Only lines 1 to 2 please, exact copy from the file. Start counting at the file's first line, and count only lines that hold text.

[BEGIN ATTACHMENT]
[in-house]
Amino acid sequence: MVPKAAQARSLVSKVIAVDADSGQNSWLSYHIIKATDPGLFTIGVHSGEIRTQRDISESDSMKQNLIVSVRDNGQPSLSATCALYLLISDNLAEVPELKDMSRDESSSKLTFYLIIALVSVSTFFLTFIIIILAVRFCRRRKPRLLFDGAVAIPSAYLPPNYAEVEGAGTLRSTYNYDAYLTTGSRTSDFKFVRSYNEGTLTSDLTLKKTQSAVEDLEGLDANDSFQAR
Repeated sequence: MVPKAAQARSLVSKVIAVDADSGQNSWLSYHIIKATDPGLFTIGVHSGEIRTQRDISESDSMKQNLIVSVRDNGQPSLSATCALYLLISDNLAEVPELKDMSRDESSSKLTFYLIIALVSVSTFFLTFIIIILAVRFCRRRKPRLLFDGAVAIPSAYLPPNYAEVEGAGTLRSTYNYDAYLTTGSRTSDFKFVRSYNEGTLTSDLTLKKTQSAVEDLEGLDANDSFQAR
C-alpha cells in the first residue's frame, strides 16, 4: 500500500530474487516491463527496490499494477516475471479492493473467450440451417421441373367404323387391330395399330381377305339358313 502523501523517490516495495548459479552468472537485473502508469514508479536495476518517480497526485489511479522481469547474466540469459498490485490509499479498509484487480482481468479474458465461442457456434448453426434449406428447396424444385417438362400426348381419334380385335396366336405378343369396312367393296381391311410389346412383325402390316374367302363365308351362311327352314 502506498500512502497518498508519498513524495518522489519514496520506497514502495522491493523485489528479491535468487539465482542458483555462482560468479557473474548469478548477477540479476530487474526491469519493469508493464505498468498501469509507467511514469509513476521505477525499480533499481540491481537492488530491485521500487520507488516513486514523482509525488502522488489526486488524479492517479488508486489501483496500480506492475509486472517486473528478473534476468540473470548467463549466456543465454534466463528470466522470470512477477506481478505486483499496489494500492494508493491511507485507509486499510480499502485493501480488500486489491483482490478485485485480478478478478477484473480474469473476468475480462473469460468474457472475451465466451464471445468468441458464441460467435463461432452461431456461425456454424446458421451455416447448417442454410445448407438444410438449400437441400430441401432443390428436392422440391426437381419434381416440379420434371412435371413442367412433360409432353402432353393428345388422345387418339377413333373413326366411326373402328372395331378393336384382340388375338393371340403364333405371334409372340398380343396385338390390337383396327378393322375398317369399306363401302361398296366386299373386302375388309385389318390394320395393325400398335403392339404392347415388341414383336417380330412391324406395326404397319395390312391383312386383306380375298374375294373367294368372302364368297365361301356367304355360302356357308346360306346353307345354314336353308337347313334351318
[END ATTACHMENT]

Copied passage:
[in-house]
Amino acid sequence: MVPKAAQARSLVSKVIAVDADSGQNSWLSYHIIKATDPGLFTIGVHSGEIRTQRDISESDSMKQNLIVSVRDNGQPSLSATCALYLLISDNLAEVPELKDMSRDESSSKLTFYLIIALVSVSTFFLTFIIIILAVRFCRRRKPRLLFDGAVAIPSAYLPPNYAEVEGAGTLRSTYNYDAYLTTGSRTSDFKFVRSYNEGTLTSDLTLKKTQSAVEDLEGLDANDSFQAR